Loom: Warping, Wefting, and Weaving

Pipe Spring National Monument has a loom.  They have had a loom for a long time, but this is the first year they have used in since, perhaps, 1995.  A loom sat on the upper balcony for a long time and we have pictures of some volunteers preparing it for weaving in 1995.  But that loom fell apart and another one was donated to the park.  The second loom has been sitting in a garage, waiting for someone who knew how to prepare it for weaving.

That someone is certainly not me.  Although I bought a small loom years ago, warping it was so boring and tedious that I never got around to weaving on it.  I gave it away shortly after that.  Instead, someone from Pipe Spring discovered that one of the rangers at Zion is a weaver.  They requested that Ranger Sarah come down to Pipe Spring and help us put together a working loom.

Two Ranger Sarahs get started

The first step in preparing the loom for weaving was getting it out of the garage and into a place we could use it.  The loom is very large – as big as my living room in the RV – and it took all the maintenance men to move it from the garage to the back porch of the Visitors Center.  After moving it, Ranger Sarah looked it over and realized we needed new heddles.  The old ones were rusted and would catch the yarn when warping or weaving, so she ordered new ones.

Ranger Sarah made 172 warping strings by wrapping them around her warping board at home.  Each string is 18 yards long and they all have to be put on the loom without twisting.  Ranger Sarah, Pipe Spring Ranger Sarah, and I spent two days getting the warping strings put on the machine.  Then Ranger Sarah put Tom to work fashioning some new pieces that were missing.  Until you have someone who understands all the pieces parts, you don’t know what you are missing.

It turns out that the new heddles weren’t the right length.  They were 1/8″ too long, which doesn’t sound like much until you see them not sliding on the shafts because of the extra length.  So Pipe Spring Ranger Sarah cleaned and scrubbed all the old heddles (about 250) until all the rust was gone.  She did a great job and it was a lot of work.

Finally, after four days, the four of us got the loom warped and ready to use.  The Pipe Spring curator wants new rag rugs for Winsor Castle, so that is what we are making on the loom.  Ranger Sarah showed me how to work the treadles and the shuttle and returned to Zion.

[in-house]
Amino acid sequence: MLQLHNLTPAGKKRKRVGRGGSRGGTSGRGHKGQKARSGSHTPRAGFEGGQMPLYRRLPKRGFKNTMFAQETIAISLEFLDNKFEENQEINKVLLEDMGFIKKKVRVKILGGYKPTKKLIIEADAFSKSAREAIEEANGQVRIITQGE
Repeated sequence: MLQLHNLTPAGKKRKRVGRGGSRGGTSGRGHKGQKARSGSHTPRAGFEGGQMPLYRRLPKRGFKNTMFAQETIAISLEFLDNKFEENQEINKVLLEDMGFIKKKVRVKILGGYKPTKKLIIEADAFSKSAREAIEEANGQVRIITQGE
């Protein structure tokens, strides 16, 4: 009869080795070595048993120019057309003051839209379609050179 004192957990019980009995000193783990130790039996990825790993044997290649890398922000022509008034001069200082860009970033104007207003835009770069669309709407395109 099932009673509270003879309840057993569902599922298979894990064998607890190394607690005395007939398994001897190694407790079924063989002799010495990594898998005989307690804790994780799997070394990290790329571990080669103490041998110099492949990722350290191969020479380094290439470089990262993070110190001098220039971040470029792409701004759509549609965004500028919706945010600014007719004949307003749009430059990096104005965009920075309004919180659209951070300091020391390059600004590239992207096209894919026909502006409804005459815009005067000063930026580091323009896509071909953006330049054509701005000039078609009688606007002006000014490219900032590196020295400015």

Positioning the shafts
Stringing the heddles
Heddles and reed done
Winding on the cloth beam
Warping complete!
Starting to weave
Success!
My weaving demonstration basket

Since she left, three of us have been using the loom in weaving demonstrations.  The loom sits right outside the back door of the Visitors Center and all our guests pass by on their way to Winsor Castle.  Weaving draws them right in, as they walk over to see how it works and what we are making.  I showed Pipe Spring Ranger Sarah and Ranger Theresa how to do the weaving and we already have three of the rugs finished.  Weaving is the easy part compared to the time-consuming warping.

Steps in warping:  1.  Wrap the strings to the proper length on a warping board.  2.  Tie the strings so they won’t get tangled.  3.  Wrap the strings on the warping beam.  4.  Thread each string through the eye of one heddle, making sure not to twist the strings.  5.  Put each string through a space on the reed (called sleying the reed).  6.  Wrap the strings around the cloth beam.

Once you have done all this (remember, there are 172 strings) you need to prepare the weft.  The warp are the long strings that determine the finished length of a project.  The weft is the part you weave, moving a shuttle back and forth through the strings.  Wefting requires tearing long strips of cotton and winding them on a shuttle.

Weaving!

Weaving is the easiest part.  I can weave a foot of rug in less than an hour.  I press down two treadles which raises the shafts with half the strings and pass the shuttle through.  Then I make sure my tension is correct and I am under the selvage strings at the side.  I return the treadles to a neutral position and pull the beater bar forward, mashing the cotton strings down so there aren’t any gaps.  Then I press down the two opposite treadles and send the shuttle through in the opposite direction.  This process continues until we are finished or until we start talking to a guest.

Learning to weave has been an interesting experience.  Although I can quickly make progress in my weaving, I have yet to find a rhythm that makes it enjoyable.  And I can’t imagine figuring out how to warp the loom again.  Ranger Sarah will have to return when it is time to rewarp.  Until then I will continue to weave and talk to guests and look very historical as I do.